Advancing Freedom in North Carolina
Created in 1990, the John Locke Foundation (JLF) has become one of the most respected and effective state-level think tanks in the country. In addition to contributions from freelance writers and bloggers, JLF employs more than 20 full-time staff, including well-respected academics and journalists.
The Foundation has unearthed corruption in the highest corridors of power, made policy recommendations to streamline government services and save taxpayer dollars, and hosted events across the state featuring well-respected thinkers. New Republican majorities in the North Carolina legislature have adopted many policy recommendations made by JLF thinkers.
It’s a mission that the Foundation’s namesake, John Locke, would have appreciated. A 17th Century English political philosopher, Locke significantly influenced the beliefs of America’s Founding Fathers and contributed to the intellectual foundations of classical liberalism, an approach that emphasizes individual liberty, personal responsibility, free markets, and religious freedom.
Rise to prominence
When JLF opened its doors in 1990, now Pope Foundation President John Hood was one of its first three employees. As a journalism student at UNC-Chapel Hill, Hood founded The Carolina Critic, a publication that appealed to conservative and libertarian students. His defense of the American tradition of free markets drew the attention of John William Pope, a businessman, philanthropist, and the source of JLF’s start-up funds.
Along with then-JLF president Marc Rotterman, Hood hit the ground running. JLF published its first research on regulation in 1990 and on transportation in 1991. Immediately, lawmakers and pundits alike took notice.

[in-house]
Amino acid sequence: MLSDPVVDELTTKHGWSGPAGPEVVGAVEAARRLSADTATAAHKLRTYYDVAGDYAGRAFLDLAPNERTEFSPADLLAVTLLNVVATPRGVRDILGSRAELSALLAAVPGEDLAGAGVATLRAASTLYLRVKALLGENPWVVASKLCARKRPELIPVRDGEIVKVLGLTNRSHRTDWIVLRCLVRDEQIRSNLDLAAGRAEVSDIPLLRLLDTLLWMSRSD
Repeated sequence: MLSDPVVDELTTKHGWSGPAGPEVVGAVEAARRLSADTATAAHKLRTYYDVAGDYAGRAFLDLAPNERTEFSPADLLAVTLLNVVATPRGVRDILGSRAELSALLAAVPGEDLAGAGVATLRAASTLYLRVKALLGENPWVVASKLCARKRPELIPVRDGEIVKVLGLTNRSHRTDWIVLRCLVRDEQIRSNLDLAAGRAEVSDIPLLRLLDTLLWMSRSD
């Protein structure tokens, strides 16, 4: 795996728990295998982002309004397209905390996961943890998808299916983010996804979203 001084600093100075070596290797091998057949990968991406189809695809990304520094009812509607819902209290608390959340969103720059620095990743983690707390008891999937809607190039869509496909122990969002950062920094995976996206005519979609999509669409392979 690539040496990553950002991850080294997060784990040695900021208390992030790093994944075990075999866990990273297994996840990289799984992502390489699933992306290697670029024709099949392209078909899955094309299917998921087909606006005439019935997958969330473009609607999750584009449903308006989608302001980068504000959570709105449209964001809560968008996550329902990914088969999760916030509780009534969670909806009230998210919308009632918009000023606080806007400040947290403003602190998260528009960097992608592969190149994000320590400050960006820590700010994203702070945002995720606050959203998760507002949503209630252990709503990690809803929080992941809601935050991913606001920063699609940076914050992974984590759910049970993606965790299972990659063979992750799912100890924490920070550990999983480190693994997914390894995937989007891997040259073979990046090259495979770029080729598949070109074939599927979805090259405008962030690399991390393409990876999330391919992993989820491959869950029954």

In 1994, shortly after Republicans made sweeping electoral gains at the federal and state level, Democratic Gov. Jim Hunt stood before a JLF audience and embraced tax cuts. It was a testament to the good work — and good will — the Foundation already had generated.
In 1997, JLF’s journalistic enterprise, Carolina Journal, landed on the political scene when Executive Editor Don Carrington exposed a $21 million legislative slush fund. It was the first chapter in an enterprise that would eventually become one of the top outlets for investigative journalism in the state.
With the dawn of the new millennium, it was clear that JLF was a player — and would be around for a long, long time.
Research and outreach
A large part of JLF’s success is due to the thought-provoking policy recommendations produced by its research department. Over the years, Foundation thinkers have encouraged North Carolina lawmakers to adopt a fairer flat tax, pass a constitutional amendment protecting the rights of property owners in eminent domain cases, and pass tax credits for special-needs students.
In addition to monitoring state government, JLF delves into local economics as well. The Foundation’s By the Numbers report tracks the fiscal health of local governments in North Carolina by comparing tax burdens and spending.
“As I see it, the research division is the foundation of our organization,” said Roy Cordato, a Ph.D. economist, Vice President for Research, and Resident Scholar at JLF. “What we do feeds into what is written in Carolina Journal. It also forms the basis for much of the message disseminated by our outreach division. We’re concerned with making their jobs easier by more effectively communicating our own message.”